Seeing One’s Partner Through Intimacy-Colored Glasses: An Examination of the Processes Underlying the Intimacy Goals-Relationship Satisfaction Link

This research extends previous work demonstrating that individuals with intimacy goals experience greater relationship satisfaction by examining three distinct processes that may underlie this association (e.g., engaging in intimacy-conducive interactions with their partners, having intimacy-focused partners, perceiving partners as intimacy focused). The study included 100 female college students who completed measures of intimacy goals, patterns of relationship interaction, perceptions of their partner’s intimacy goals, and relationship satisfaction. Their dating partners also completed the intimacy goals measure. Results indicate that individuals with intimacy goals engage in particular patterns of interaction and perceive their partners as having intimacy goals, although there was no association between own and partner’s goals. Moreover, women’s perceptions of their partners’ intimacy goals partially mediated the intimacy goals-relationship satisfaction link.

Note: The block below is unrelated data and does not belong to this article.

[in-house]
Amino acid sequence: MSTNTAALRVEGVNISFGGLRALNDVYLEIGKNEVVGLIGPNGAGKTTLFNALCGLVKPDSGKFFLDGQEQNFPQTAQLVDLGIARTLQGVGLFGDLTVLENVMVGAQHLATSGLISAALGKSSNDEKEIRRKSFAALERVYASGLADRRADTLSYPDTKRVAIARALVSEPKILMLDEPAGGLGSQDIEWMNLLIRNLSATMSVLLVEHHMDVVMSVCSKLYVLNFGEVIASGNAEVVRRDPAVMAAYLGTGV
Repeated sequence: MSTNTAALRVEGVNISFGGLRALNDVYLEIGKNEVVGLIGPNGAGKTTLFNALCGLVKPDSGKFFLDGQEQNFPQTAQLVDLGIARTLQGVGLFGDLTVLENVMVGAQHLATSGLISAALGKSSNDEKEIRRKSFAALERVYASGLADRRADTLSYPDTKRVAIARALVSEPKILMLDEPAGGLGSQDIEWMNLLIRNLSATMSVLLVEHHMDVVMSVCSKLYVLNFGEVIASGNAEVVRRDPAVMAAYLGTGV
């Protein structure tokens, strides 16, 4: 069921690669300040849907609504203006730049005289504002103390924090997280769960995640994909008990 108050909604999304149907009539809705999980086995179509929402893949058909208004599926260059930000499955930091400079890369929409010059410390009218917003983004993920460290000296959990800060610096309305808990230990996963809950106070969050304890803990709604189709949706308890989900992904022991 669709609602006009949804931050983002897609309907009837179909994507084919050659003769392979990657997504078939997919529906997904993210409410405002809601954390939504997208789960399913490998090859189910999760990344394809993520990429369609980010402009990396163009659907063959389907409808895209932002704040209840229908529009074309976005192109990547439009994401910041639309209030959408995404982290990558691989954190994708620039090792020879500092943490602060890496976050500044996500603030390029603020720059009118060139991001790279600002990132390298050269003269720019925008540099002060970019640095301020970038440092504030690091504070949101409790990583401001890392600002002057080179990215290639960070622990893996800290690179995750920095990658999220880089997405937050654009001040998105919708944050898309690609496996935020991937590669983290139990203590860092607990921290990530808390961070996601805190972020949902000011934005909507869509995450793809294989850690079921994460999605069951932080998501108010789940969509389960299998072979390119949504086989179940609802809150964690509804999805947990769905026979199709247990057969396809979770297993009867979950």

Catherine A. Sanderson
Amherst College,

Sarah M. Evans

Amherst College

Personality and Social Psychology Bulletin, Vol. 27, No. 4, 463-473 (2001)
DOI: 10.1177/0146167201274007